The market risk framework: 25 years in the making

Keynote speech by Mr William Coen, Secretary General of the Basel Committee, at the ISDA Annual General Meeting, Miami, 25 April 2018.

BCBS speech  | 
25 April 2018

As prepared for delivery

The market risk framework: 25 years in the making (video, 24:45)

William Coen (Secretary General, Basel Committee on Banking Supervision)

25 April 2018, ISDA Annual General Meeting, Miami

Keynote speech on the Basel Committee's work to finalise and implement the revised market risk framework.


Good morning, and many thanks for inviting me to speak at this Annual General Meeting.

I was pleased to accept this invitation as there is no shortage of pressing supervisory and regulatory topics to discuss. Closest to home for me is the full, timely and consistent implementation of the recently finalised post-crisis regulatory reforms, most notably the Basel III framework. But I would like to focus today on the issue of market risk.

First, some perspective. Ten years have passed since the start of the global financial crisis. During this period, the Basel Committee has finalised its wide-ranging and comprehensive set of post-crisis reforms. These greatly improve the quality of regulatory capital, increase capital requirements, enhance risk capture, while specifying a minimum leverage ratio requirement, adding a macroprudential overlay, and introducing international liquidity standards (BCBS (2010), (2015a), (2017)).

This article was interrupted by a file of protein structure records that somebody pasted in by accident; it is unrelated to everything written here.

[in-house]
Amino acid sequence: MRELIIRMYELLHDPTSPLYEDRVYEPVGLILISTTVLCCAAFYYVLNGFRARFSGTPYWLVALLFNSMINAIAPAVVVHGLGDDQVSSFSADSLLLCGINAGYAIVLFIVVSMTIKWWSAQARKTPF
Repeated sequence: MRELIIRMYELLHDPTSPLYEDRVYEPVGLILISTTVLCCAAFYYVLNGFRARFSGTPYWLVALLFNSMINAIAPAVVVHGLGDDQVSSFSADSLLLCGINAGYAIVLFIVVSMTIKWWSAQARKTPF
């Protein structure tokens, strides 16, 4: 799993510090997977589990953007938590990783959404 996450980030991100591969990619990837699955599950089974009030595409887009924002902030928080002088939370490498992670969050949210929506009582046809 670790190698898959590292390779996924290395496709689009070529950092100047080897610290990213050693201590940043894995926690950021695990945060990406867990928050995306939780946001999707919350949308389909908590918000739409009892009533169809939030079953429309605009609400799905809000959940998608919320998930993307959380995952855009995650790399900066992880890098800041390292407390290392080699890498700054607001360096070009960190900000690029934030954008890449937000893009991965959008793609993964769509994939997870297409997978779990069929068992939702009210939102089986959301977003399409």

But, one element of the Committee's post-crisis reform agenda has yet to be fully finalised: the market risk framework. Consider the following excerpt from a Basel Committee document on the market risk framework:

"A common response-has been that the frameworks developed by the Committee for measuring market risk are at the same time complex and inaccurate-the frameworks are further criticised for incorporating a methodology which banks [do not] use...".

This may sound familiar. But it may surprise you to learn that this excerpt is from a 1994 Basel Committee document summarising the comments received on a 1993 consultation paper on "the prudential supervision of netting, market risk and interest rate risk" (Goodhart (2011)).

So, a full quarter-century later, must we lament the finalisation of the market risk framework as one of those never-ending stories? My speech today will try to answer three questions:

  1. why has the Committee revised the market risk framework?
  2. why has it taken so long to complete? and
  3. how do we get the framework finished in a timely manner?